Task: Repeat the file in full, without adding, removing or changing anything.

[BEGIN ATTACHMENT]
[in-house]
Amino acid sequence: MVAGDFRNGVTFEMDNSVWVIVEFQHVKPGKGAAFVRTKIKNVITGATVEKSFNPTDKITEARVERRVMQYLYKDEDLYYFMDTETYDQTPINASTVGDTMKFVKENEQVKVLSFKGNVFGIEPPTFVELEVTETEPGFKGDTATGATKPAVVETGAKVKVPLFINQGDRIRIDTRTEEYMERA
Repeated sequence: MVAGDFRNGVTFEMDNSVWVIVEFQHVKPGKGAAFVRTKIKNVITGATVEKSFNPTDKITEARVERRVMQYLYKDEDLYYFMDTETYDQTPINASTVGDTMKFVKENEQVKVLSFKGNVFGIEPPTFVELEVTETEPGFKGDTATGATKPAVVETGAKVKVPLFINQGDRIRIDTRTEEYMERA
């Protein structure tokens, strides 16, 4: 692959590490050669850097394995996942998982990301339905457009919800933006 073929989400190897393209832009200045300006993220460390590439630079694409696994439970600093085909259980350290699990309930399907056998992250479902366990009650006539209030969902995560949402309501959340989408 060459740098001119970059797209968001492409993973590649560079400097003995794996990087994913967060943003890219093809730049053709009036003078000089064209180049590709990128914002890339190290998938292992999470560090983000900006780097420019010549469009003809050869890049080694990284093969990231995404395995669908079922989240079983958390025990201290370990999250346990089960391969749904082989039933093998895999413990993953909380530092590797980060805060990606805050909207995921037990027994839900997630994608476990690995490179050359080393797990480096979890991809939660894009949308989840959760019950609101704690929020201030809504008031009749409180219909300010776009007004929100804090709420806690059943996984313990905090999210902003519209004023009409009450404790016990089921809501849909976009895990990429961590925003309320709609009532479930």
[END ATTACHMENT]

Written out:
[in-house]
Amino acid sequence: MVAGDFRNGVTFEMDNSVWVIVEFQHVKPGKGAAFVRTKIKNVITGATVEKSFNPTDKITEARVERRVMQYLYKDEDLYYFMDTETYDQTPINASTVGDTMKFVKENEQVKVLSFKGNVFGIEPPTFVELEVTETEPGFKGDTATGATKPAVVETGAKVKVPLFINQGDRIRIDTRTEEYMERA
Repeated sequence: MVAGDFRNGVTFEMDNSVWVIVEFQHVKPGKGAAFVRTKIKNVITGATVEKSFNPTDKITEARVERRVMQYLYKDEDLYYFMDTETYDQTPINASTVGDTMKFVKENEQVKVLSFKGNVFGIEPPTFVELEVTETEPGFKGDTATGATKPAVVETGAKVKVPLFINQGDRIRIDTRTEEYMERA
């Protein structure tokens, strides 16, 4: 692959590490050669850097394995996942998982990301339905457009919800933006 073929989400190897393209832009200045300006993220460390590439630079694409696994439970600093085909259980350290699990309930399907056998992250479902366990009650006539209030969902995560949402309501959340989408 060459740098001119970059797209968001492409993973590649560079400097003995794996990087994913967060943003890219093809730049053709009036003078000089064209180049590709990128914002890339190290998938292992999470560090983000900006780097420019010549469009003809050869890049080694990284093969990231995404395995669908079922989240079983958390025990201290370990999250346990089960391969749904082989039933093998895999413990993953909380530092590797980060805060990606805050909207995921037990027994839900997630994608476990690995490179050359080393797990480096979890991809939660894009949308989840959760019950609101704690929020201030809504008031009749409180219909300010776009007004929100804090709420806690059943996984313990905090999210902003519209004023009409009450404790016990089921809501849909976009895990990429961590925003309320709609009532479930």